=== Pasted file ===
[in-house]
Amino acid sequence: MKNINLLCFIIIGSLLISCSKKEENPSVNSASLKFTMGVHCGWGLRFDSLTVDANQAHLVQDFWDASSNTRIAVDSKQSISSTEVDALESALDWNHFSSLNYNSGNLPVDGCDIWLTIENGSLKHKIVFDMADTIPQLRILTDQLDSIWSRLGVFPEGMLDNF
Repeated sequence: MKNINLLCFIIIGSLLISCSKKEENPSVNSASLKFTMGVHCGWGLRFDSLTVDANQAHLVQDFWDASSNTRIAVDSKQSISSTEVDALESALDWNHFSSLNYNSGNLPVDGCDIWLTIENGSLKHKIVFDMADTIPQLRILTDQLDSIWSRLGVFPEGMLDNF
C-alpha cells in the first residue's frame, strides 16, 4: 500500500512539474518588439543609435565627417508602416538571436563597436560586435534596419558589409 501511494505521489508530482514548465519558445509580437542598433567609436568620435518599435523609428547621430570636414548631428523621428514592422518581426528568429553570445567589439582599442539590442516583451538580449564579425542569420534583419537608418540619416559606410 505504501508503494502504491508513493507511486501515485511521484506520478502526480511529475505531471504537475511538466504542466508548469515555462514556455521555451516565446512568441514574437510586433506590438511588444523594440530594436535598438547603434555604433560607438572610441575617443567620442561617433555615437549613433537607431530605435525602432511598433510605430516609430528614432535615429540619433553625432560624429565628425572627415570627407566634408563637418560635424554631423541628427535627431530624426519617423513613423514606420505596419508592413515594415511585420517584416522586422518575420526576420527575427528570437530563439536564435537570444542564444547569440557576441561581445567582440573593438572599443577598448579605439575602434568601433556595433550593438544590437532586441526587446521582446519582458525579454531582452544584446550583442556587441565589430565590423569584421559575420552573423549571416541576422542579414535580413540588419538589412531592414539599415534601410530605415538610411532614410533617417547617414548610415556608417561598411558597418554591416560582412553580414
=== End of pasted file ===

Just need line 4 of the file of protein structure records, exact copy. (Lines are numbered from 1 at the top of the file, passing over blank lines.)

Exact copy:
C-alpha cells in the first residue's frame, strides 16, 4: 500500500512539474518588439543609435565627417508602416538571436563597436560586435534596419558589409 501511494505521489508530482514548465519558445509580437542598433567609436568620435518599435523609428547621430570636414548631428523621428514592422518581426528568429553570445567589439582599442539590442516583451538580449564579425542569420534583419537608418540619416559606410 505504501508503494502504491508513493507511486501515485511521484506520478502526480511529475505531471504537475511538466504542466508548469515555462514556455521555451516565446512568441514574437510586433506590438511588444523594440530594436535598438547603434555604433560607438572610441575617443567620442561617433555615437549613433537607431530605435525602432511598433510605430516609430528614432535615429540619433553625432560624429565628425572627415570627407566634408563637418560635424554631423541628427535627431530624426519617423513613423514606420505596419508592413515594415511585420517584416522586422518575420526576420527575427528570437530563439536564435537570444542564444547569440557576441561581445567582440573593438572599443577598448579605439575602434568601433556595433550593438544590437532586441526587446521582446519582458525579454531582452544584446550583442556587441565589430565590423569584421559575420552573423549571416541576422542579414535580413540588419538589412531592414539599415534601410530605415538610411532614410533617417547617414548610415556608417561598411558597418554591416560582412553580414